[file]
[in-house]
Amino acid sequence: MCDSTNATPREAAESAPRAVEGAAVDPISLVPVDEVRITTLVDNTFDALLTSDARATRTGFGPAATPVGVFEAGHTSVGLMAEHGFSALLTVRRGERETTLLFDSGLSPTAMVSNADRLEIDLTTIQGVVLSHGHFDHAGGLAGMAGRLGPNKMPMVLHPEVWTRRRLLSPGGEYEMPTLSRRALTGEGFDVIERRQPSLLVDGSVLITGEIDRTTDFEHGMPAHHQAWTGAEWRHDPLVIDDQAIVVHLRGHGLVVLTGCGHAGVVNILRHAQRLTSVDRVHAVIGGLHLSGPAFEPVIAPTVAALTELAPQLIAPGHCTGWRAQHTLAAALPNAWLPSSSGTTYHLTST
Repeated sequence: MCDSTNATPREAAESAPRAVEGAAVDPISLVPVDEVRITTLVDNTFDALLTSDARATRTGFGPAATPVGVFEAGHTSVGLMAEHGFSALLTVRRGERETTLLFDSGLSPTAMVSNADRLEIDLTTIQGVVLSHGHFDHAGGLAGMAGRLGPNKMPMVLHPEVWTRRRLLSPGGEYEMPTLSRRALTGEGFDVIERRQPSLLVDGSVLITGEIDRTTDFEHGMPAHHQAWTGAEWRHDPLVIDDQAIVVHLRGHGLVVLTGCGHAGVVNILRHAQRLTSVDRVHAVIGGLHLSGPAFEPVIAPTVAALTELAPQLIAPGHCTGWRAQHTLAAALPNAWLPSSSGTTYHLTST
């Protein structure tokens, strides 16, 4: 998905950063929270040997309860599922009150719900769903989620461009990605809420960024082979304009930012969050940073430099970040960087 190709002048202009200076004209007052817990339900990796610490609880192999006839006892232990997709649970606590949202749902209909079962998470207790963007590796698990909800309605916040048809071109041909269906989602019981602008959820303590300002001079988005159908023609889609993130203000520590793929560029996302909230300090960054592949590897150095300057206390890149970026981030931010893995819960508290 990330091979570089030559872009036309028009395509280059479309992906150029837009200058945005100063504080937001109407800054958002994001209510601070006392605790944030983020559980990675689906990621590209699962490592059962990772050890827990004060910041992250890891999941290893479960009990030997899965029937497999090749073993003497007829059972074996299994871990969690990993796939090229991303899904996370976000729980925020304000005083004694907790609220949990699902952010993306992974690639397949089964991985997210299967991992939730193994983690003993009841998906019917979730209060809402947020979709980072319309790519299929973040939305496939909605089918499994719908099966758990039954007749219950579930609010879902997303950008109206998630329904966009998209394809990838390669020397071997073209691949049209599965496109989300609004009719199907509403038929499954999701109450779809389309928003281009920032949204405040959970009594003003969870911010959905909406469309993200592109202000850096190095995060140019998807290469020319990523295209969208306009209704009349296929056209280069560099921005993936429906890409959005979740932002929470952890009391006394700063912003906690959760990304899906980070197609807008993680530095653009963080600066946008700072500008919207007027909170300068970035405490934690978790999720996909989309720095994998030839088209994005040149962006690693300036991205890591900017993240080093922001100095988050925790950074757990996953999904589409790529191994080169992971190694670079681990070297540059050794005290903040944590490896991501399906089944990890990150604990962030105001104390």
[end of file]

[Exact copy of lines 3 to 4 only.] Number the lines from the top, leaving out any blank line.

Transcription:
Repeated sequence: MCDSTNATPREAAESAPRAVEGAAVDPISLVPVDEVRITTLVDNTFDALLTSDARATRTGFGPAATPVGVFEAGHTSVGLMAEHGFSALLTVRRGERETTLLFDSGLSPTAMVSNADRLEIDLTTIQGVVLSHGHFDHAGGLAGMAGRLGPNKMPMVLHPEVWTRRRLLSPGGEYEMPTLSRRALTGEGFDVIERRQPSLLVDGSVLITGEIDRTTDFEHGMPAHHQAWTGAEWRHDPLVIDDQAIVVHLRGHGLVVLTGCGHAGVVNILRHAQRLTSVDRVHAVIGGLHLSGPAFEPVIAPTVAALTELAPQLIAPGHCTGWRAQHTLAAALPNAWLPSSSGTTYHLTST
């Protein structure tokens, strides 16, 4: 998905950063929270040997309860599922009150719900769903989620461009990605809420960024082979304009930012969050940073430099970040960087 190709002048202009200076004209007052817990339900990796610490609880192999006839006892232990997709649970606590949202749902209909079962998470207790963007590796698990909800309605916040048809071109041909269906989602019981602008959820303590300002001079988005159908023609889609993130203000520590793929560029996302909230300090960054592949590897150095300057206390890149970026981030931010893995819960508290 990330091979570089030559872009036309028009395509280059479309992906150029837009200058945005100063504080937001109407800054958002994001209510601070006392605790944030983020559980990675689906990621590209699962490592059962990772050890827990004060910041992250890891999941290893479960009990030997899965029937497999090749073993003497007829059972074996299994871990969690990993796939090229991303899904996370976000729980925020304000005083004694907790609220949990699902952010993306992974690639397949089964991985997210299967991992939730193994983690003993009841998906019917979730209060809402947020979709980072319309790519299929973040939305496939909605089918499994719908099966758990039954007749219950579930609010879902997303950008109206998630329904966009998209394809990838390669020397071997073209691949049209599965496109989300609004009719199907509403038929499954999701109450779809389309928003281009920032949204405040959970009594003003969870911010959905909406469309993200592109202000850096190095995060140019998807290469020319990523295209969208306009209704009349296929056209280069560099921005993936429906890409959005979740932002929470952890009391006394700063912003906690959760990304899906980070197609807008993680530095653009963080600066946008700072500008919207007027909170300068970035405490934690978790999720996909989309720095994998030839088209994005040149962006690693300036991205890591900017993240080093922001100095988050925790950074757990996953999904589409790529191994080169992971190694670079681990070297540059050794005290903040944590490896991501399906089944990890990150604990962030105001104390």